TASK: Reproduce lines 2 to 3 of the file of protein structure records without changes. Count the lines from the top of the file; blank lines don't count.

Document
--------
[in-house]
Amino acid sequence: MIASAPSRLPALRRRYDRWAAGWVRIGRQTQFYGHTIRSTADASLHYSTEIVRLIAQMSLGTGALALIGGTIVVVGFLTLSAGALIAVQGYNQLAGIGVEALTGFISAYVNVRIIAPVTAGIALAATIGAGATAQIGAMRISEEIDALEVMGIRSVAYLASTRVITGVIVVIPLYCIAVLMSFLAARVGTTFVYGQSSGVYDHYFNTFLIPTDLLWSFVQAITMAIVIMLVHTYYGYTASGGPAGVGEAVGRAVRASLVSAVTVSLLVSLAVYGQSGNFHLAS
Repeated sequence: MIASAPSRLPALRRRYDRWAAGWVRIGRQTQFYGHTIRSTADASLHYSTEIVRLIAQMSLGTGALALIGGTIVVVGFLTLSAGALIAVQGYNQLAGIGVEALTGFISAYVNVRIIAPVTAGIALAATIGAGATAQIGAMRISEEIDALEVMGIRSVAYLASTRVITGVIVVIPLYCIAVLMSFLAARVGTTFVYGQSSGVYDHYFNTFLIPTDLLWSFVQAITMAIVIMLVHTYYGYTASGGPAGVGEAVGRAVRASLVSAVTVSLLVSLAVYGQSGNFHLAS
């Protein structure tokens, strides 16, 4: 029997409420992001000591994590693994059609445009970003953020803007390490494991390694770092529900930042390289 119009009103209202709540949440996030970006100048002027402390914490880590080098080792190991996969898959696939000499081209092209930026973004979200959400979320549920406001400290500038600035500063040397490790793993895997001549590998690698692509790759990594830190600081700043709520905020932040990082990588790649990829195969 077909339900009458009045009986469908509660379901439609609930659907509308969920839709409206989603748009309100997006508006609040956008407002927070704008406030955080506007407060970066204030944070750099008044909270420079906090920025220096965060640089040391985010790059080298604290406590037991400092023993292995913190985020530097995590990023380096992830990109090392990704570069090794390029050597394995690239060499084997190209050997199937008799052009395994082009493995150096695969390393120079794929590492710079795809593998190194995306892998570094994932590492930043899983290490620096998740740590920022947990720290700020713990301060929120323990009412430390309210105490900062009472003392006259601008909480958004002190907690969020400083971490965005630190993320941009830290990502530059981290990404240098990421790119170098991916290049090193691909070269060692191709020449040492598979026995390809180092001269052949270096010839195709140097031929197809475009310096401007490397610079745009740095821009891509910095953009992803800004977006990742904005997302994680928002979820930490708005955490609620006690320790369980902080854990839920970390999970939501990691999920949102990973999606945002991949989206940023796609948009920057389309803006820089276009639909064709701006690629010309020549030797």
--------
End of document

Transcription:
Amino acid sequence: MIASAPSRLPALRRRYDRWAAGWVRIGRQTQFYGHTIRSTADASLHYSTEIVRLIAQMSLGTGALALIGGTIVVVGFLTLSAGALIAVQGYNQLAGIGVEALTGFISAYVNVRIIAPVTAGIALAATIGAGATAQIGAMRISEEIDALEVMGIRSVAYLASTRVITGVIVVIPLYCIAVLMSFLAARVGTTFVYGQSSGVYDHYFNTFLIPTDLLWSFVQAITMAIVIMLVHTYYGYTASGGPAGVGEAVGRAVRASLVSAVTVSLLVSLAVYGQSGNFHLAS
Repeated sequence: MIASAPSRLPALRRRYDRWAAGWVRIGRQTQFYGHTIRSTADASLHYSTEIVRLIAQMSLGTGALALIGGTIVVVGFLTLSAGALIAVQGYNQLAGIGVEALTGFISAYVNVRIIAPVTAGIALAATIGAGATAQIGAMRISEEIDALEVMGIRSVAYLASTRVITGVIVVIPLYCIAVLMSFLAARVGTTFVYGQSSGVYDHYFNTFLIPTDLLWSFVQAITMAIVIMLVHTYYGYTASGGPAGVGEAVGRAVRASLVSAVTVSLLVSLAVYGQSGNFHLAS